Post Traumatic Stress Disorder (PTSD)

Updated: Oct 10, 2021


What is Post Traumatic Stress Disorder?

Post-Traumatic Stress Disorder (PTSD) is a mental health disorder that begins after a traumatic event. That event may involve a real or perceived threat of injury or death.


This can include

* A Natural Disaster like an earthquake or tornado

* Military Combat

* Physical or Sexual assault or abuse

* An Accident


People with PTSD feel an heightened sense of danger. Their natural fight or flight response is altered, causing them to feel stressed or fearful, even when they are safe.


PTSD can happen to anyone at any age. It occurs as a response to chemical and neuronal changes in the brain after exposure to threatening events. Having PTSD does not mean you are flawed or weak.


Symptoms of PTSD fall into four groups. 1. Intrusion, Avoidance, Arousal and Reactivity, Cognition and Mood


If you are diagnosed with PTSD, your healthcare provider may prescribed therapy, medication, or a combination of the two treatments.


Being a Licensed Minister and Christian Counseling I prefer therapy to medication. (Cognitive Behavioral Therapy (CBT) or "Talk Therapy" encourages you to process the traumatic event and change the negative thinking patterns linked to it.


There are also online therapy options to find the right fit for you please click on the Counseling Link and set up an appointment. We also have referrals if we are not able to assist you on the counseling level you desire.


Review these 8 Biblical Steps to Recover From Post Traumatic Stress Disorder



1. Acknowledge the reality of your trauma. Admit to yourself, to God and to at least one other person that you are hurting and in need of healing. Identify the symptoms you are experiencing, their frequency and their impact on your life.

"Trust in him at all times, you people; pour out your hearts to him, for God is our refuge" (Psalm 62:8).

2. Recognize the source of your trauma. Explore and discover the source of your pain, then share what you experienced with a trusted, mature friend. Explore subsequent experiences that have been spin-offs or repercussions from your original trauma.

"Wisdom is a shelter … Wisdom preserves those who have it" (Ecclesiastes 7:12).

3. Seek counseling for severe symptoms. Process flashbacks, dreams, nightmares and other troubling experiences with a trained professional. Inform a medical doctor if depression becomes severe or chronic.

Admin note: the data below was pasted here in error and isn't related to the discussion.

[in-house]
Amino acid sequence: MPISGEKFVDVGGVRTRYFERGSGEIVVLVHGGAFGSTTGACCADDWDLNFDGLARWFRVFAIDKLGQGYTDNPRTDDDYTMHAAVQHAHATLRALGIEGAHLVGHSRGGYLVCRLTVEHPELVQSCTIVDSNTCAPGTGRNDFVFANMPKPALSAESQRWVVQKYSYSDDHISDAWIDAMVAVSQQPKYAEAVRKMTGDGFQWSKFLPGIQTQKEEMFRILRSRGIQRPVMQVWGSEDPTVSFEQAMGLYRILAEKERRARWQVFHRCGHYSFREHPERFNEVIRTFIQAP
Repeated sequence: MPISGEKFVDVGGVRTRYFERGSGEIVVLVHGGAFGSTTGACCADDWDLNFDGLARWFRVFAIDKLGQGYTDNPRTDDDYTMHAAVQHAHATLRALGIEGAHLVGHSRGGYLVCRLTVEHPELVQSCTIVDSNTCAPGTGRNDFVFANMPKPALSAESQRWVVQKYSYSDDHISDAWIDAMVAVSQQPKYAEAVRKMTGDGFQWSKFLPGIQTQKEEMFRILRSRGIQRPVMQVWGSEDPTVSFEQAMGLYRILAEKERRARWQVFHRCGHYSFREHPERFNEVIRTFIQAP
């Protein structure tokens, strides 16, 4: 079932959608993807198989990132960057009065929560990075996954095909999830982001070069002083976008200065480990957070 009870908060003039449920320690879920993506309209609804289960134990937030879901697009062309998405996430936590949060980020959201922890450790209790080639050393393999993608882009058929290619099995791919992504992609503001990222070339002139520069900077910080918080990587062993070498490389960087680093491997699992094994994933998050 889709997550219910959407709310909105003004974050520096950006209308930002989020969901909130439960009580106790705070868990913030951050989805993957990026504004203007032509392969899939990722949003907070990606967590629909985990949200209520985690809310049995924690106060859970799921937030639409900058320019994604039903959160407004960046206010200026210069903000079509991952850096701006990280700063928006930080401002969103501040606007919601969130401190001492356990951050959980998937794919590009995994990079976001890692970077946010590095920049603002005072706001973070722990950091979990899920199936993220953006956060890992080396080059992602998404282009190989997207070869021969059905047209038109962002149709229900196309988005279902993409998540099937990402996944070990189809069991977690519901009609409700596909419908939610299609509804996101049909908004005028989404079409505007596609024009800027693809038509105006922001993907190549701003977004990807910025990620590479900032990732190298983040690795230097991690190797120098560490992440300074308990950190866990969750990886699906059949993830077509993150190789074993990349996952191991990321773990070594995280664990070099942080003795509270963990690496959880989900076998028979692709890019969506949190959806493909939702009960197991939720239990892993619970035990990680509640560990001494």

"The prudent see danger and take refuge, but the simple keep going and pay the penalty" (Proverbs 22:3).

4. Realize present situations can trigger buried memories and more emotional pain. Sights, sounds, smells, touch, etc. can all prompt emotional and physical reminders of past pain. Be increasingly cognizant of your personal "triggers." "Those who suffer he delivers in their suffering; he speaks to them in their affliction" (Job 36:15).

5. Commit to journaling as you travel on the road to recovery. Recording thoughts, feelings, insights and breakthroughs are invaluable markers for monitoring the healing process. Reading your journal provides encouragement and becomes "your story" on paper, a testimony perhaps you can share one day with someone who is hurting.

"Go now, write it on a tablet for them, inscribe it on a scroll, that for the days to come it may be an everlasting witness" (Isaiah 30:8).

6. Examine self-injurious thinking or behavioral patterns. Honestly evaluate how negative thoughts are resulting in negative behavior, and deliberately replace them with loving, encouraging thoughts based on God's heart for you. Pinpoint ways you could be sabotaging yourself professionally or personally and explore the reasons why with a person who understands PTSD.

"We all, like sheep, have gone astray, each of us has turned to our own way; and the LORD has laid on him the iniquity of us all" (Isaiah 53:6).

7. Investigate emotional and psychological walls you have erected and self-protective tools you have employed. Enlist close family and friends to help you consider the illegitimate ways you have tried to meet your God-given needs for love, significance and security. Explore all defense mechanisms designed to keep relationships superficial or separate from your past traumas (isolation, anger, critical spirit, etc.).

"Nothing in all creation is hidden from God's sight. Everything is uncovered and laid bare before the eyes of him to whom we must give account" (Hebrews 4:13).

8. Find freedom from the bondage of past pain and begin anew. Dealing with painful experiences is painful, but it is critical to healing and to the hope of a promising future. Pain held captive in silence is pain never freed. Remember that pain expressed is pain released.

"Then you will know the truth, and the truth will set you free" (John 8:32).

My heart goes out to Omar Gonzalez and other men and women like him. Soldiers are known for enduring suffering and hardship. Paul even encouraged Christians to "endure suffering along with me, as a good soldier of Christ Jesus" (2 Timothy 2:3 NLT). But soldiers never need to suffer alone. If you are suffering from wounds hidden deep in your soul, reach out to someone who can help. For all of us who enjoy the benefits of freedom, let us commit to serve those who have selflessly served our country.


If you or a family member is seeking advice or direction pretending to Mental Health, please set up a Counseling Consultation with us. We will be more than happy to assist.


Our counseling rates are reasonable. Please read the Disclaimer prior to setting up your appointment.


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